The number of working women in the United States has increased phenomenally in the past century, from only 5.3 million in 1900 to 75 million in 2010. In fact, according to the Department of Labor’s Women’s Bureau, 99 out of every 100 women work for pay at some point in their lives. If you are one of these women and choose to have children, this decision can have a profound effect on your life. For example, it might affect:
- Your job choice
- The hours you will work
- Whether you accept or decline a job (based on available childcare and/or the amount of travel time away from your family)
- When you decide to have children
Having Children Early
Some women choose to have children earlier in life, placing career demands temporarily “on hold” while they focus on parenting. In fact, one recent study, “Children and Careers: A Longitudinal Study of the Impact of Young Children on Critical Career Outcomes of MBAs,” cited maternity or child-related leave as the number one reason for employment gaps for women.
Interestingly, this same study showed that women who chose part-time work when their children were younger actually ended up with slightly higher salaries when they did return to full-time work than those who worked continuously.
More men choose to stay home and take care of the children, especially if the mother has a high-paying career.
“I had my children one after another right after I got married,” states Jeanine, a young mother from Ohio who works as an administrative assistant. “I’m glad I did, because now that they’re older and in school, I’m free to work.”
Delaying the Stork
James Heineman, president of a Texas executive placement firm, has seen a recent trend. “I’m seeing more women in management and executive level positions in the past few years,” he states. “And quite a few of them are choosing to wait until later to have their children. It isn’t uncommon anymore for women to wait to have their first child when they are in their thirties.”
Choosing to wait on having children has both advantages and disadvantages. Heineman states one advantage: “Parents who are more mature are usually more patient. They seem to have ‘mellowed out’ some, and so waiting until later in life can be a good choice for many women.” He shares, “I have one female client in management who has an 18-month-old toddler. She’s 51.”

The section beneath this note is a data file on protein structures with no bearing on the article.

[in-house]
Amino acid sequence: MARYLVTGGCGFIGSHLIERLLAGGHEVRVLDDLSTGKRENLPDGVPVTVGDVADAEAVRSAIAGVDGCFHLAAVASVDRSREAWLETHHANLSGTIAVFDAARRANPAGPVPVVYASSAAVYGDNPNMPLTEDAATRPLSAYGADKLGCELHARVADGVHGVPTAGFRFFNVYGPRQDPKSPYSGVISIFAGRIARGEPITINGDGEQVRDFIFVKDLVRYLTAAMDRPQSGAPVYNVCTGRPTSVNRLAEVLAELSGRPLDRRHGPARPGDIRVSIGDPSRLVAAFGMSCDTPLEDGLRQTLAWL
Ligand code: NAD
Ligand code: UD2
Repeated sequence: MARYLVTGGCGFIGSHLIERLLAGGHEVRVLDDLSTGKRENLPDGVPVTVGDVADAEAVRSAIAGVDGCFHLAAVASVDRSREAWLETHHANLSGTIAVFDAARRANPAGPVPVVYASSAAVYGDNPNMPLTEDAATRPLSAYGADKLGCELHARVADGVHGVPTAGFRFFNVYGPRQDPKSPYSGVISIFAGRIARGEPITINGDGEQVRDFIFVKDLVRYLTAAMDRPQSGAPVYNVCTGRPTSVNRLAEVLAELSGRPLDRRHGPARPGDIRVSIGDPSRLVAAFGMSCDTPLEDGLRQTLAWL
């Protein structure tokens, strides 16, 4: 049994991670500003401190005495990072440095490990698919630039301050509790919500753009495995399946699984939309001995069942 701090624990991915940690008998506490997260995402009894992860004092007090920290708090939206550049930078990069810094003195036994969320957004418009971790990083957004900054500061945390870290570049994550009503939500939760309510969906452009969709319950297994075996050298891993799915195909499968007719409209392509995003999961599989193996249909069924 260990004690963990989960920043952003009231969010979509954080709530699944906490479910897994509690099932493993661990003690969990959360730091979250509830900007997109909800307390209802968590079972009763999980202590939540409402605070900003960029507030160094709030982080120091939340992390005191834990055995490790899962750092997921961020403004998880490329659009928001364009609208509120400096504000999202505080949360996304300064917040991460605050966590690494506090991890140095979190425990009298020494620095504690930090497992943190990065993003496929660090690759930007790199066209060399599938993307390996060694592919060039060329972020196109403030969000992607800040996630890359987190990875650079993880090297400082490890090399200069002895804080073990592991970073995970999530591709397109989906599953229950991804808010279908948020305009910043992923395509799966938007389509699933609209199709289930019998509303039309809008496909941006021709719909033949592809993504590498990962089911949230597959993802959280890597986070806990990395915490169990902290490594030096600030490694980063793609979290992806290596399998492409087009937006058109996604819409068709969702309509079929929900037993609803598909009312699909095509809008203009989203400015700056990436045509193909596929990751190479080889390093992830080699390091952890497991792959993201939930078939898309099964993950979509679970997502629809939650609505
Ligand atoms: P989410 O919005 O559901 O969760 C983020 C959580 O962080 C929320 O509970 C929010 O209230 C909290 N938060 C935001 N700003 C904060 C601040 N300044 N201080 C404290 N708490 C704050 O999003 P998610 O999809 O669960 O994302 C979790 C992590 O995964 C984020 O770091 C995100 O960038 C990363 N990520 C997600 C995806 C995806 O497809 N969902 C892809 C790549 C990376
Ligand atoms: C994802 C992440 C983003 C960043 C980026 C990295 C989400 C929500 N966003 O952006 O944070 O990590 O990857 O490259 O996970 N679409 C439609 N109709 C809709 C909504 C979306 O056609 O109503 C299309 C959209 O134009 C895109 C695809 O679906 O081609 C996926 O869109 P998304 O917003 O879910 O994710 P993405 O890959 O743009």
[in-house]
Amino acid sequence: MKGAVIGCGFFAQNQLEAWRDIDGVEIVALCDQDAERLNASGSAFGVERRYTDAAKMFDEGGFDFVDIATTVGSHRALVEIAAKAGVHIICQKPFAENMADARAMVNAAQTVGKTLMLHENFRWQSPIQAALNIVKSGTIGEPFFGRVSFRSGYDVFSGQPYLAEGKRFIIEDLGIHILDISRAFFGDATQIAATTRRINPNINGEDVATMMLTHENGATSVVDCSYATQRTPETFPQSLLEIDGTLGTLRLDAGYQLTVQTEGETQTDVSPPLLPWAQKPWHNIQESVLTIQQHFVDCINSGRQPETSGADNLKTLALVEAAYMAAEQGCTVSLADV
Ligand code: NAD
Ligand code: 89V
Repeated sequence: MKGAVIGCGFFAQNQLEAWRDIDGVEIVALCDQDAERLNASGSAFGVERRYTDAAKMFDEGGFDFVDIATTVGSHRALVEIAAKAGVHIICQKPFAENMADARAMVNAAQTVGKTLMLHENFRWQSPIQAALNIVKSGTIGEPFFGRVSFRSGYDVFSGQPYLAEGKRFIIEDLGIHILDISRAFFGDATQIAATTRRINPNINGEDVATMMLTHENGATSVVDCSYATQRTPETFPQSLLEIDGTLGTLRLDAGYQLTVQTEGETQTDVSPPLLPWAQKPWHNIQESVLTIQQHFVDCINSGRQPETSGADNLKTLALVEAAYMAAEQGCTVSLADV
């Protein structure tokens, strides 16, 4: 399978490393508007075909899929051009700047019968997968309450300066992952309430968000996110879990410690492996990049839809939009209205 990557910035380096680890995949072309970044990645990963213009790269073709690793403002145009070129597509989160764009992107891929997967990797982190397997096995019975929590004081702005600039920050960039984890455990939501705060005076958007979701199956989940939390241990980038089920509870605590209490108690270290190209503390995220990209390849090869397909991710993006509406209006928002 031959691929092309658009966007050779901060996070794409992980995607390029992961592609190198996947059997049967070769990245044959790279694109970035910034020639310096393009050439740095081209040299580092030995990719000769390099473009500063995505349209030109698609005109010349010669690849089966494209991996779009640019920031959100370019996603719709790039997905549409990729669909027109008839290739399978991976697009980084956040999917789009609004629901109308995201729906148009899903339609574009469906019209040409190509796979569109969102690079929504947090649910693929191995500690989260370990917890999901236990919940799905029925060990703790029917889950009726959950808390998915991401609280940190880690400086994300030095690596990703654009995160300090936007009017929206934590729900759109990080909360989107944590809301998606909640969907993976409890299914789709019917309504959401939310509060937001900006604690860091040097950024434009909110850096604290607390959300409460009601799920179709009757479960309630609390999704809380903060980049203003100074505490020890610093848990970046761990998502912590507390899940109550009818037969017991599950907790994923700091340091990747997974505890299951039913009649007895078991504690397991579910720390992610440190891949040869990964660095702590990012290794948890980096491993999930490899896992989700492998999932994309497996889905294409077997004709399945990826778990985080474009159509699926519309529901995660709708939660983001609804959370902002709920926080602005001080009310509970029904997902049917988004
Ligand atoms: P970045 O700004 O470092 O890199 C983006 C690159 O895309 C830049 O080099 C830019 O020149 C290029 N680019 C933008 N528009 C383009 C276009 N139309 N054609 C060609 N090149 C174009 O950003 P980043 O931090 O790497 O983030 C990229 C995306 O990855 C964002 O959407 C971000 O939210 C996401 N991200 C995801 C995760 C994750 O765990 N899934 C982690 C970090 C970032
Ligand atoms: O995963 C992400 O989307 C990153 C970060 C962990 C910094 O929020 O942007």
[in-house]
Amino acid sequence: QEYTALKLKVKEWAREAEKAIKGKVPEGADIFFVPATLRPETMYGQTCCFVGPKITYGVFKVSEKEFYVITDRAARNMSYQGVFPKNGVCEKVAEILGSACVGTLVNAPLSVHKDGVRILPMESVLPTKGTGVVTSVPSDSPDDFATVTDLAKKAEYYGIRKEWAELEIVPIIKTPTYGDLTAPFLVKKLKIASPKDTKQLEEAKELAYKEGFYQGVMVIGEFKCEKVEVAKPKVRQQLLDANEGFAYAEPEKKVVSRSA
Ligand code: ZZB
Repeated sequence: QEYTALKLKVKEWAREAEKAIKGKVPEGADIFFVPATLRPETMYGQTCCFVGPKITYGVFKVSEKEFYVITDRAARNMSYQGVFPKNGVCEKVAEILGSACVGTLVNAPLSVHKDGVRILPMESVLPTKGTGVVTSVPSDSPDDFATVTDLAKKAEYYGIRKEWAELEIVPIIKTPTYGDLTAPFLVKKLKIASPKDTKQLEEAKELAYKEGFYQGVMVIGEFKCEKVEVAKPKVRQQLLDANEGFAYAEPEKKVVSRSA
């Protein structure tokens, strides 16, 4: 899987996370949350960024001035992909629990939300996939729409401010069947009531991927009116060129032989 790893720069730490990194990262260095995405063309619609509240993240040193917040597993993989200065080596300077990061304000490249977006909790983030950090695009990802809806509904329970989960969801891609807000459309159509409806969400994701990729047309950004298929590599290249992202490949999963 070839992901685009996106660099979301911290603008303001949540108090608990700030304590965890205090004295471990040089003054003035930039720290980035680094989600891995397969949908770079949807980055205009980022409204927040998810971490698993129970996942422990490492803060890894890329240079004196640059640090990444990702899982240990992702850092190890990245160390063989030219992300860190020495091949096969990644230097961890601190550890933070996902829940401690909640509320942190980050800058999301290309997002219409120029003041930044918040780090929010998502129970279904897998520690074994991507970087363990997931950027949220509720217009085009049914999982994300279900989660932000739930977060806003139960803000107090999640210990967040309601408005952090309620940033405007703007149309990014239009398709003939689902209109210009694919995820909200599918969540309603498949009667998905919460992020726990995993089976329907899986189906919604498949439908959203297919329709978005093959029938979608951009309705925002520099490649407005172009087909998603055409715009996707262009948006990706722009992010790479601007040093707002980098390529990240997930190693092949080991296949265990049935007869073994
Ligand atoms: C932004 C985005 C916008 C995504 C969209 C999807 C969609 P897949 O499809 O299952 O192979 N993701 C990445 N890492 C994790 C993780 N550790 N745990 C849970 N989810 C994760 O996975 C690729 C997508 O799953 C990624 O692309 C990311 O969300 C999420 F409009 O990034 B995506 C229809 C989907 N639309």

On the other hand, a woman faces a “biological clock” that can mean being less fertile by . And another concern is going through menopause while rearing young, active children at the time that a career normally peaks.
Creative Work Options
Some families have faced the challenge of combining parenting and career by changing their hours to more flexible ones, or experimenting with options like telecommuting (working from home electronically).
Rebecca chose to telecommute when her daughter was an infant. She says, “I wanted to have a parent at home for her at all times, so I would work nights when my husband got home from work. It was rough, but then I found the company I now work for as a audio book editor, which I do right out of the home.”
Other couples choose to reverse the traditional roles. Says Heineman, “Over the past few years, I’m seeing more men choose to stay home and take care of the children, especially if the mother has a high-paying career. If Mom earns $150,000 a year and Dad earns $40,000, often Dad is willing to stay home so Mom can work.”
Corporations and healthcare organizations are offering employees creative scheduling as an option to increase employee retention. Baylor Medical Center in Dallas is one example, offering scheduling options that include:
- 12-hour shifts (three shifts are equal to full time)
- Weekend premium plans (working two 12-hour weekend shifts for full-time employment status and pay)
It is up to the individuals to decide when to have children and determine the best way to balance work and home. One thing is clear, though: Children affect working , but ‘ options for combining both career and home life are greater now than ever before.